Measuring The Street: Cars in the Italian Market

Parking is essential to retail, right? Especially in off-center commercial corridors with a reputation for attracting tourists and folks coming back to "the old neighborhood," right? Philadelphia's iconic Italian Market is on its way to establishing a business improvement district, giving the district the capacity to make some collective decisions. Janette Sadik-Khan, New York City's transformative former Transportation Commissioner under Michael Bloomberg says that measuring the street for transportation, economic, and social impacts of design changes is critical to good decision-making. I thought I'd test the thesis of the importance of parking and car access by doing some simple counts on a busy Saturday. What I found was pretty surprising.

9th Street in the Italian Market. Its center is dedicated to thru-traffic and parking, though pedestrians regularly meander

A little background, first. If a BID is created by property owners, the Italian Market will be able to levy a small tax to provide additional services. The broad goal is to spruce the street up so that hours of activity can be stretched, and business types can be diversified. That makes a lot of sense. and lest anybody worry that more regular trash cleanup would scrub the market of its charm, the Market's business manager, Michelle Gambino, reassures us they're "hoping that the look will continue to be Old World, but just upscale." Of course, in addition to cleaning up, next on the priority list is wayfinding signage to parking which, today, can be difficult to find.

9th Street's sidewalks buzz with activity

If "Old World" is the aspiration, and a parking strategy is in the mix, one must ask... would this be the right time to test eliminating cars from 9th Street during market hours? One side of the argument goes that a car-free Italian Market would provide a more pleasant experience, giving visitors more reason to come, and even more reason to stay. The other, which reverberates across many a business district, argues that while that would be nice, vehicular access (and more importantly parking and its convenience) is the life blood of retailers, and that without it shops would shutter their doors for lack of customers.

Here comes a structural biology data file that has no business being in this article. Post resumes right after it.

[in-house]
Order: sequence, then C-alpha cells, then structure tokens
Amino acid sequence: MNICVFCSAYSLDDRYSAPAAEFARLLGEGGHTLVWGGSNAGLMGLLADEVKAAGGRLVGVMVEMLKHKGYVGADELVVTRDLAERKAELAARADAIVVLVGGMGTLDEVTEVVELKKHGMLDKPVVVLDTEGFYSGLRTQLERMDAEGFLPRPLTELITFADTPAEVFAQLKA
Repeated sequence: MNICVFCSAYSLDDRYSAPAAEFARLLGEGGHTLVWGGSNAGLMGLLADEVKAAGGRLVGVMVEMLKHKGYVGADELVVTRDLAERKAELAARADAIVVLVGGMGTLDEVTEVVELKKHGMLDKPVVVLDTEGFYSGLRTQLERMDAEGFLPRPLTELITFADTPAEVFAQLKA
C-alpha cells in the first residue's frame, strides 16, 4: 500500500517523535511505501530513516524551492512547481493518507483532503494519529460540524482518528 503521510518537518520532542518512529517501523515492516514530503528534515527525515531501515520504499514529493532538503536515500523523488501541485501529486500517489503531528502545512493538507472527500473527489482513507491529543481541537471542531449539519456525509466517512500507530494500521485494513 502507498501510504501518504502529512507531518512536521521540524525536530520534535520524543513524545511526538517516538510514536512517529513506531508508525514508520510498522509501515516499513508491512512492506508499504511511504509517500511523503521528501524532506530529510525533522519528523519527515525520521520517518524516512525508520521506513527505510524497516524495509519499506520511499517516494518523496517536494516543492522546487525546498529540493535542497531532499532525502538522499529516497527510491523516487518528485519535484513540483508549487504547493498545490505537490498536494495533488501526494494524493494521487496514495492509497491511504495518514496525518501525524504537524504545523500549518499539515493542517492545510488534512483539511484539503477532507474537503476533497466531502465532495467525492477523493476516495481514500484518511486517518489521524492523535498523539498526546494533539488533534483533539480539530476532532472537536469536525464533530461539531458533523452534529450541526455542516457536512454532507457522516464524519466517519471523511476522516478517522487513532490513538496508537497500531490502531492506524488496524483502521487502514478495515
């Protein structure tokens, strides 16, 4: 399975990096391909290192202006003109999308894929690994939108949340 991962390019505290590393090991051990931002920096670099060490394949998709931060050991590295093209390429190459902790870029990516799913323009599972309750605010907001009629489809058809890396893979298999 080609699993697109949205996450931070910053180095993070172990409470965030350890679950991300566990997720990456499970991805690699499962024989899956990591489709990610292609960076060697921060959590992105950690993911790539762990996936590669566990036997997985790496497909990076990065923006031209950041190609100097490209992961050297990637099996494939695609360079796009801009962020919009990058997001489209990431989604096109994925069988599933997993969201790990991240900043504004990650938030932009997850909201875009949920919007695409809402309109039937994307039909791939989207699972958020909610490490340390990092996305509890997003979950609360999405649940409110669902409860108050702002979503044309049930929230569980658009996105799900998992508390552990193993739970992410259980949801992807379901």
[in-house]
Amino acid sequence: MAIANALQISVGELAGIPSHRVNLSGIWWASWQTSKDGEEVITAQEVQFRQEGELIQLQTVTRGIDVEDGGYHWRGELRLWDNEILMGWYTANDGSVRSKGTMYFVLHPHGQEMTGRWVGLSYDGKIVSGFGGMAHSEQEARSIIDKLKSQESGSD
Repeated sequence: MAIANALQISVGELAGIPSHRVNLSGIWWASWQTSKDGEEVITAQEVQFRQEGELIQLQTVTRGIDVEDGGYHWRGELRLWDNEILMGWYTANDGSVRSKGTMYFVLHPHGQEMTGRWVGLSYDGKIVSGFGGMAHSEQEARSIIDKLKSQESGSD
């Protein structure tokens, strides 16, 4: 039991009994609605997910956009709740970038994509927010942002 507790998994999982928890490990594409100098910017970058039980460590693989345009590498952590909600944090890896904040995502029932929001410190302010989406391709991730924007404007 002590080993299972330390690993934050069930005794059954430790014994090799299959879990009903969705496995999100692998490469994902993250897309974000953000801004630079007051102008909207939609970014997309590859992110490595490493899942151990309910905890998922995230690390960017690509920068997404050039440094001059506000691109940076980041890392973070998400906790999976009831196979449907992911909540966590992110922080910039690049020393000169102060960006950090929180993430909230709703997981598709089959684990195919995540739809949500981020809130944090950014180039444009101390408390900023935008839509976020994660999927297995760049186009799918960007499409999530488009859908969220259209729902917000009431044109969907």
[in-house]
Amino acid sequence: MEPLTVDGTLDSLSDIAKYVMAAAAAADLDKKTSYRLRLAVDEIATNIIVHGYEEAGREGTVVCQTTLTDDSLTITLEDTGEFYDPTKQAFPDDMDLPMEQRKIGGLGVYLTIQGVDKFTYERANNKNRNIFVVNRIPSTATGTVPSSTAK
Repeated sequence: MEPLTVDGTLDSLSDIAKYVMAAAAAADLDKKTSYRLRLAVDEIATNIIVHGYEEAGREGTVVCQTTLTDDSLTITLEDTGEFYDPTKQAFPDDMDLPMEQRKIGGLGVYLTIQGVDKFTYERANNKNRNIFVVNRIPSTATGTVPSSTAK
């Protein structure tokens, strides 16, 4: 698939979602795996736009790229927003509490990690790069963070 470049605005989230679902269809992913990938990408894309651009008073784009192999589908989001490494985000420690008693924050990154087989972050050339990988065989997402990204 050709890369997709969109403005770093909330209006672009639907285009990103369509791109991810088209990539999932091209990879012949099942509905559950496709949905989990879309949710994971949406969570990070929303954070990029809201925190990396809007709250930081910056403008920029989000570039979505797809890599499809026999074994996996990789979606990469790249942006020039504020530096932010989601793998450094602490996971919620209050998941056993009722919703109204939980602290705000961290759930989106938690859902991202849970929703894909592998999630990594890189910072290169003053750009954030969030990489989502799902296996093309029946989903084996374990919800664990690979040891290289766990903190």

The world's great public Markets, like Mercato di Ballaro in Palermo, Sicily or Albert Cuyp in Amsterdam, operate perfectly without cars or parking. These places are as appealing as they are, in part because of the vendors and the architecture, but equally because of the intimate, low-stress human environment made possible by being car-free. Even the Philadelphia's Italian Market re

cognizes the benefits of going car-free for its annual Festival

Mercato di Ballaro (credit:

Albert Cuyp, Amsterdam (credit:

Italian Market Festival, Philadelphia (credit: visitphilly)

The trouble with festivals is that while they're big money-makers (making it obviously worthwhile to keep cars out), they also require a good amount of money and effort to put on, rendering them rare events, and not occurrences of ordinary life. They can also be a little loud and stressful, and not necessarily something you'd want every weekend. Philadelphia's


movement, is working to simplify and promote a process for more casual (and hopefully regular) street closures. If you ask me, the Italian Market is a no-brainer for weekend OpenStreets events.

Measuring the Street

But what about the cars and parking the support business? I was in the Market last weekend, and thought I'd conduct a simple count on 9th Street between Christian and Carpenter Streets - the same block as DiBruno Brothers, Gleaners Cafe, and Talluto's Pasta, and more... not to mention lots of street vendors. The count was conducted between 11am and noon on 9 July 2016 Here's what I found:

174 cars entered the block. Of that:

  • 128 cars passed through (74%)